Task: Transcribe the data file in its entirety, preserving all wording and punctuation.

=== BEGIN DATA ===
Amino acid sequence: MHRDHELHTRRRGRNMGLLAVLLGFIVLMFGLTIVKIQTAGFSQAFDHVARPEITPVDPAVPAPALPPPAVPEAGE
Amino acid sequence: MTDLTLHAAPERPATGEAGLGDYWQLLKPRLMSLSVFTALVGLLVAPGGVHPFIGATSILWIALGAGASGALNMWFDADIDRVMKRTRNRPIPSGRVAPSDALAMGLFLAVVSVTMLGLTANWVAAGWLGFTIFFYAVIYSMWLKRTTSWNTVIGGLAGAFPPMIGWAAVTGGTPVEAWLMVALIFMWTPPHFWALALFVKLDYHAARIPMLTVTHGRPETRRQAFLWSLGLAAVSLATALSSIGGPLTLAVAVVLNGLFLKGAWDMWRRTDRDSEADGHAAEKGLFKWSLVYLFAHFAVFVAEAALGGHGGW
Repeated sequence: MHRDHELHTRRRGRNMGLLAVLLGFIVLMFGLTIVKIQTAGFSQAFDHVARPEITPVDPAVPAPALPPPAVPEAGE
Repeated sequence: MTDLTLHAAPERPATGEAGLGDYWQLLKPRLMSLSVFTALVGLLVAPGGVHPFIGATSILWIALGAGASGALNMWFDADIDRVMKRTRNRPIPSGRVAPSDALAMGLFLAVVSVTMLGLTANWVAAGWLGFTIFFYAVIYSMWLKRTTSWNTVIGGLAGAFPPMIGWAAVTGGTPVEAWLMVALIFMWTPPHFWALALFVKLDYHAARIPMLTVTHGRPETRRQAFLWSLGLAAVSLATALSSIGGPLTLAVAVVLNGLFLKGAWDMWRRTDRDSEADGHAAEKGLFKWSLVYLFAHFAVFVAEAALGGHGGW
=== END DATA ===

Amino acid sequence: MHRDHELHTRRRGRNMGLLAVLLGFIVLMFGLTIVKIQTAGFSQAFDHVARPEITPVDPAVPAPALPPPAVPEAGE
Amino acid sequence: MTDLTLHAAPERPATGEAGLGDYWQLLKPRLMSLSVFTALVGLLVAPGGVHPFIGATSILWIALGAGASGALNMWFDADIDRVMKRTRNRPIPSGRVAPSDALAMGLFLAVVSVTMLGLTANWVAAGWLGFTIFFYAVIYSMWLKRTTSWNTVIGGLAGAFPPMIGWAAVTGGTPVEAWLMVALIFMWTPPHFWALALFVKLDYHAARIPMLTVTHGRPETRRQAFLWSLGLAAVSLATALSSIGGPLTLAVAVVLNGLFLKGAWDMWRRTDRDSEADGHAAEKGLFKWSLVYLFAHFAVFVAEAALGGHGGW
Repeated sequence: MHRDHELHTRRRGRNMGLLAVLLGFIVLMFGLTIVKIQTAGFSQAFDHVARPEITPVDPAVPAPALPPPAVPEAGE
Repeated sequence: MTDLTLHAAPERPATGEAGLGDYWQLLKPRLMSLSVFTALVGLLVAPGGVHPFIGATSILWIALGAGASGALNMWFDADIDRVMKRTRNRPIPSGRVAPSDALAMGLFLAVVSVTMLGLTANWVAAGWLGFTIFFYAVIYSMWLKRTTSWNTVIGGLAGAFPPMIGWAAVTGGTPVEAWLMVALIFMWTPPHFWALALFVKLDYHAARIPMLTVTHGRPETRRQAFLWSLGLAAVSLATALSSIGGPLTLAVAVVLNGLFLKGAWDMWRRTDRDSEADGHAAEKGLFKWSLVYLFAHFAVFVAEAALGGHGGW